UCSC Administrators Pull NCAA Referendum Proposal off 2016 Spring Ballot

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Illustration by Celia Fong.
Illustration by Celia Fong.

With less than four months until campus elections, the UC Santa Cruz administration pulled the proposed NCAA referendum models off the spring voting ballot.

This spring, students will not vote on the fate of NCAA athletics. The per student, per quarter fee previously planned for this year ranged from $72.75 to $81.75, significantly less than last year’s proposed fee of $117. Instead, an opinion poll will replace the traditional student vote format. The poll will ask students about athletics and NCAA funding, said Scott Hernandez-Jason, director of news and media relations, in an email.

“We don’t know what’s going on in the administration’s mind. We hadn’t even decided on the language for the referendum yet,” said Kim Musch, head coach of the swim and dive team. “To have this pulled and say, ‘No, we aren’t going to allow the students to vote’ is perplexing.”

UCSC administration agreed to provide NCAA athletics with $1 million annually between 2013-17 to give the department time to find alternative funding, but Executive Vice Chancellor Alison Galloway stated she was “reluctant to commit any permanent funds that could support the broader academic mission to a relatively small program” after that period. About 200 students participate on 14 NCAA teams.

Administrators decided it was up to the students to decide whether they want to fund athletics.

When asked why the student vote was changed to an opinion poll, Hernandez-Jason said, “It’s my understanding that there will be other fee proposals on that ballot and the campus leaders wanted more insight into student perspectives.”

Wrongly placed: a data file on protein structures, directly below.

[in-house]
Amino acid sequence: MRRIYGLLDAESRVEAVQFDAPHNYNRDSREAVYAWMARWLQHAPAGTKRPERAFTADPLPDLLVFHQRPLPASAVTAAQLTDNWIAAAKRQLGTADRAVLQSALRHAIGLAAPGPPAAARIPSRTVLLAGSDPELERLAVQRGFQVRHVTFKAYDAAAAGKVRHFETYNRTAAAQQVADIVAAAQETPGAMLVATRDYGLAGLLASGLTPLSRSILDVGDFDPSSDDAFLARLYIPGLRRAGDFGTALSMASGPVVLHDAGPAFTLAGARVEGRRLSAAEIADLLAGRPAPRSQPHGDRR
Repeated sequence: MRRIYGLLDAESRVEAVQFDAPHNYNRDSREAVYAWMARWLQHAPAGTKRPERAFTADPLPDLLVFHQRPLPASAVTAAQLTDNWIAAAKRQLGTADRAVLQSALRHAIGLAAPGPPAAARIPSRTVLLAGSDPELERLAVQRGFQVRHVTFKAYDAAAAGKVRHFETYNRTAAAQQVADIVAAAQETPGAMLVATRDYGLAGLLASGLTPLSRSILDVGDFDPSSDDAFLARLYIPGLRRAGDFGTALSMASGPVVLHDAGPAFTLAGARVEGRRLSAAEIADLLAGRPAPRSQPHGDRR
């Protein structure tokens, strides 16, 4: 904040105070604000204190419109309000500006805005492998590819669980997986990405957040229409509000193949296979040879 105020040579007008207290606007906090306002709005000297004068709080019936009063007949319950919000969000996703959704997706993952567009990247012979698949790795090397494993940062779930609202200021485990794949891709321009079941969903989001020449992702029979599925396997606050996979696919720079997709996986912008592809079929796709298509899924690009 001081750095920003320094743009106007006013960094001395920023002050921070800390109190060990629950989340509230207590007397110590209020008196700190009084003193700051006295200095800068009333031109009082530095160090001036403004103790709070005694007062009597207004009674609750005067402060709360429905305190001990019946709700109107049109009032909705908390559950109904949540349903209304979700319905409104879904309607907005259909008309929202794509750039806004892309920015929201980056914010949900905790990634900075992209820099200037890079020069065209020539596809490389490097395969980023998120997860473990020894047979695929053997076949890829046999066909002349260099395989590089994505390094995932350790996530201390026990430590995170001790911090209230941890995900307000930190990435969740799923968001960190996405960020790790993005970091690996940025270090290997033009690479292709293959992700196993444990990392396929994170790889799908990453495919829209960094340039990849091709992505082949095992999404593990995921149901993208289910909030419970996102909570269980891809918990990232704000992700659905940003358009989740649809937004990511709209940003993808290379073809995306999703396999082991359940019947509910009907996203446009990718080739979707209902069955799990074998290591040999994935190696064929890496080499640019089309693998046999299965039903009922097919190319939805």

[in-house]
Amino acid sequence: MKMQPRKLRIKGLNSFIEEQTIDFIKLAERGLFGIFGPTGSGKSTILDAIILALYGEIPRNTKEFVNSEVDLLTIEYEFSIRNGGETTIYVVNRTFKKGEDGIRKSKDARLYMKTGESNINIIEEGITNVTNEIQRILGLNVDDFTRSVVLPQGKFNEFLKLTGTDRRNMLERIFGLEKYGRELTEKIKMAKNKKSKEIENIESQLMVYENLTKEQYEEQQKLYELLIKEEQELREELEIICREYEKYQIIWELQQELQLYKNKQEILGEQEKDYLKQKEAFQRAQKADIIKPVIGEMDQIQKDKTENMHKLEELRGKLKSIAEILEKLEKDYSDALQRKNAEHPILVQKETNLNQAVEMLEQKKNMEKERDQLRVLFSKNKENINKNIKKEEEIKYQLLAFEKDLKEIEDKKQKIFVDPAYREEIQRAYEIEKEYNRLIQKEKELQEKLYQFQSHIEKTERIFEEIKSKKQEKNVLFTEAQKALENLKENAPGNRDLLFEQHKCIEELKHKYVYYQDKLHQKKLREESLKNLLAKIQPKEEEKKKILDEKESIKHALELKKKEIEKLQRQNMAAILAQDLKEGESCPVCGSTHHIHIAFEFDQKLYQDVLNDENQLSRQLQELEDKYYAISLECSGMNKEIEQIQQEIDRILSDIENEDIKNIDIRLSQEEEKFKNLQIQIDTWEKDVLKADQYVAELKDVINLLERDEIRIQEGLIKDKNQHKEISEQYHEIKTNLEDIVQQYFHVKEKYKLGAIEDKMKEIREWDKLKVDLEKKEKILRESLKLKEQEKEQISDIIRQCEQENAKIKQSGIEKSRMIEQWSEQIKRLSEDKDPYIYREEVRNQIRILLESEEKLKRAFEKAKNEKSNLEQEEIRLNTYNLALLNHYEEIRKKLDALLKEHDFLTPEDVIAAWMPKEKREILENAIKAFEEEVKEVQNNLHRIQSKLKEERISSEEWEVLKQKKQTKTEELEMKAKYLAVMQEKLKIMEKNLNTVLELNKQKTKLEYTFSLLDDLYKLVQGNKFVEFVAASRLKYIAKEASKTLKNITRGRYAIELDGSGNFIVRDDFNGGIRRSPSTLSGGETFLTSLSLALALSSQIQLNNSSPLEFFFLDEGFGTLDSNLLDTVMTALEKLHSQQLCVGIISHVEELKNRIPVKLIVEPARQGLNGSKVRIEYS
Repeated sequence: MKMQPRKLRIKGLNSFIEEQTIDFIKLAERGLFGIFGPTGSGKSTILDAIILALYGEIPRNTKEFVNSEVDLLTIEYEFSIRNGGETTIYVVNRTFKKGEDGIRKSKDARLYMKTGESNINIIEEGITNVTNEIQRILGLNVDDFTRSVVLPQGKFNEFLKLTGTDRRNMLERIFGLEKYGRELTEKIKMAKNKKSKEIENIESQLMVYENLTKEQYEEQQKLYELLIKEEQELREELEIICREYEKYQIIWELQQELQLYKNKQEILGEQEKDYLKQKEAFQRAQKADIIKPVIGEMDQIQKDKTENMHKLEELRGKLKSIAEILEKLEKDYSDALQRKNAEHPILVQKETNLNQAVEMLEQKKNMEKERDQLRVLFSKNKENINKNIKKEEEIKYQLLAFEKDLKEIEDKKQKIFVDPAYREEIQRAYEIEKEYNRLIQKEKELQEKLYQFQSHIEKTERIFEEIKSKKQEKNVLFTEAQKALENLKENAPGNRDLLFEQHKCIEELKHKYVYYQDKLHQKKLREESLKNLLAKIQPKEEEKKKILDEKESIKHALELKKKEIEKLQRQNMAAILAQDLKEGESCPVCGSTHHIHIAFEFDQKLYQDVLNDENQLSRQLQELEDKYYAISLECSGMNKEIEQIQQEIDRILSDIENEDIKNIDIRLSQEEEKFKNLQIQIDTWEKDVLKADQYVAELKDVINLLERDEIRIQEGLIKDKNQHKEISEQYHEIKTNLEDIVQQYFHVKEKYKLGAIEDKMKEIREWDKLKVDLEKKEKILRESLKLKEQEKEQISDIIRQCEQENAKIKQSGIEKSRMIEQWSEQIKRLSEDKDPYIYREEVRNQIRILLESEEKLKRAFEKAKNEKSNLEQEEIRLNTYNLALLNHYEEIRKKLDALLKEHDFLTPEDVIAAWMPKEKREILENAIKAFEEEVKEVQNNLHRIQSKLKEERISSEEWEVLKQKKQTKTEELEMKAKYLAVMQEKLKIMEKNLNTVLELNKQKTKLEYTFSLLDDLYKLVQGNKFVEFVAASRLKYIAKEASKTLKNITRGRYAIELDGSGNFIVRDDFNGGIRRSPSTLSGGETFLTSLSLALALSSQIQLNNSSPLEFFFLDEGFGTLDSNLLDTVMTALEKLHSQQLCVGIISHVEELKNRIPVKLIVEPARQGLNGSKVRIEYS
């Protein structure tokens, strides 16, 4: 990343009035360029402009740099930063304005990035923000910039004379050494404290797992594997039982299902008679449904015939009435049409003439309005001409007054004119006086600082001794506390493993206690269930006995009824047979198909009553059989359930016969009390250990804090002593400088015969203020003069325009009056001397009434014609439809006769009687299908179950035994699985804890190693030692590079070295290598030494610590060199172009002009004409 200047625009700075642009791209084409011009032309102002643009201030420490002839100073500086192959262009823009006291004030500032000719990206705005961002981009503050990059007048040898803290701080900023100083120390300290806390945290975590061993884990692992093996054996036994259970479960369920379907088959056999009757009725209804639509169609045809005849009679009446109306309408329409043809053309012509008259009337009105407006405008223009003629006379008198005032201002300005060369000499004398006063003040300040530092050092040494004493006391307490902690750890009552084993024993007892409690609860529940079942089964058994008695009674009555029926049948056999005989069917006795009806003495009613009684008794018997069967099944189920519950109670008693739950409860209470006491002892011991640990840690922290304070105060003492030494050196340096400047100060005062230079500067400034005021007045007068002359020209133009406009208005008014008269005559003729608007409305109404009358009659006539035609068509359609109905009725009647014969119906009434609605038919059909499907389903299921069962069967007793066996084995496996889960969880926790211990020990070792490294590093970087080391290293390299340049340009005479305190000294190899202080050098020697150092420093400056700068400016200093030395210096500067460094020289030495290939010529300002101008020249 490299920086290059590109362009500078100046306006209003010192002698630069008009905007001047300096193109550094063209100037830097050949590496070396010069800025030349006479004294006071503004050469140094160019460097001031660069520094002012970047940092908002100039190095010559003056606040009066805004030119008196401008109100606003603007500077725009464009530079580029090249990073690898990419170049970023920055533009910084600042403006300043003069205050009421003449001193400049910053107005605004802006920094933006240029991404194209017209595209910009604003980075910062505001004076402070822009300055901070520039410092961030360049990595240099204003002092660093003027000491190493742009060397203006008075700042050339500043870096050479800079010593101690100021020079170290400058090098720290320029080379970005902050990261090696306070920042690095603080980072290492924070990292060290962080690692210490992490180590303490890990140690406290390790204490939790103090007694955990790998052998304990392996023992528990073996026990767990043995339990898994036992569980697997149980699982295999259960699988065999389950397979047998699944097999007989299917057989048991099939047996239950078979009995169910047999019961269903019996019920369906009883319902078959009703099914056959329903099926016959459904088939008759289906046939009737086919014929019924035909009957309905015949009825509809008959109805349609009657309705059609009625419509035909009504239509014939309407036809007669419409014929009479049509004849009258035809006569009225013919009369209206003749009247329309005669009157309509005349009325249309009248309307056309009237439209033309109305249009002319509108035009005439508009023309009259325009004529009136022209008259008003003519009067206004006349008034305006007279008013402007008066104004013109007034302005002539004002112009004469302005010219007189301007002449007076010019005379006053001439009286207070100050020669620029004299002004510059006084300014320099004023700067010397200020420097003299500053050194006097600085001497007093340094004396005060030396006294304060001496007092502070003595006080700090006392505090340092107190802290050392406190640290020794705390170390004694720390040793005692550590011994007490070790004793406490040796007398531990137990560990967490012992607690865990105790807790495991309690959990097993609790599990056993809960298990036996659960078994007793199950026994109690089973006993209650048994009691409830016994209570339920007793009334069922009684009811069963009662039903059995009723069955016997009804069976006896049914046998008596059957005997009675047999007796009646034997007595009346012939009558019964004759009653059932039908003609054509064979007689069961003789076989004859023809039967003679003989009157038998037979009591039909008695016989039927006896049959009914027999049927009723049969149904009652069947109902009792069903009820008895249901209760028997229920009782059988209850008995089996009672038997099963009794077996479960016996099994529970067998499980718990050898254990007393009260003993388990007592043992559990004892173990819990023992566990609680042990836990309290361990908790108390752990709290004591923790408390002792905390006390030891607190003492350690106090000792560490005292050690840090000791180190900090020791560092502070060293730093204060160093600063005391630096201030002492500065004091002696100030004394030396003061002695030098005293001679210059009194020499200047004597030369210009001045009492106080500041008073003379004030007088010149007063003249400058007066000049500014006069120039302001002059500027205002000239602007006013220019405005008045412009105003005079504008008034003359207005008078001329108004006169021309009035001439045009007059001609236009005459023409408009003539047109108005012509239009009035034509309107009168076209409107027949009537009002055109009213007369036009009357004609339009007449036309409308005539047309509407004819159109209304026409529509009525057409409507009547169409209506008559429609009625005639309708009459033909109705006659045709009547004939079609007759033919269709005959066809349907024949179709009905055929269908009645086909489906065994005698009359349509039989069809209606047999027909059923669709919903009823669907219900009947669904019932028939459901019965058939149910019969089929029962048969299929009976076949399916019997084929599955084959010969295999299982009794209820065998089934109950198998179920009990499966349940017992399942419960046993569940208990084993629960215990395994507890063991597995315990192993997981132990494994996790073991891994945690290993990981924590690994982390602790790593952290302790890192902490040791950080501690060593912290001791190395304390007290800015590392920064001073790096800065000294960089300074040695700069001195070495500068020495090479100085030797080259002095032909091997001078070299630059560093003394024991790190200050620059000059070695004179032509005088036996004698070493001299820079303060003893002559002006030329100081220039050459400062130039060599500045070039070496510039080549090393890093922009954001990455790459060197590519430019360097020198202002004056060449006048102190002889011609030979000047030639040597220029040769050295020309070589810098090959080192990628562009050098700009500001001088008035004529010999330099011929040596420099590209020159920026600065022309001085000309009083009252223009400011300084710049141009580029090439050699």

Last spring, the UCSC athletic department proposed the Athletics Operations Enhancement Fee that asked students to approve a $117 per student, per quarter fee to fund NCAA athletics. This fee did not pass and has forced the athletic department and its alumni to expand awareness beyond UCSC and its administration, who are hesitant to fund NCAA athletics after 2017.

“I can’t tell you how many alumni have contacted me and asked, ‘What can we do?’” Musch said. “They’ve stopped writing letters to our campus, they’re going above [UCSC administration] because they aren’t getting any response. They’re contacting regents, [UC] Office of the President, senators and assembly members.”

This year, the three referendum proposals included a new initiative — a move from NCAA Division III to Division II. Musch believes there is a strong chance that this caught the administration off guard.

“If students vote to go to Division II, it means a lot more commitment from the university,” Musch said. “They will have to work with admissions because we will start offering scholarships. Then the university has to get involved with athletics, and right now there is no involvement at any level. They have never been involved in it.”

Hernandez-Jason said there will be no major changes to athletic funding this year.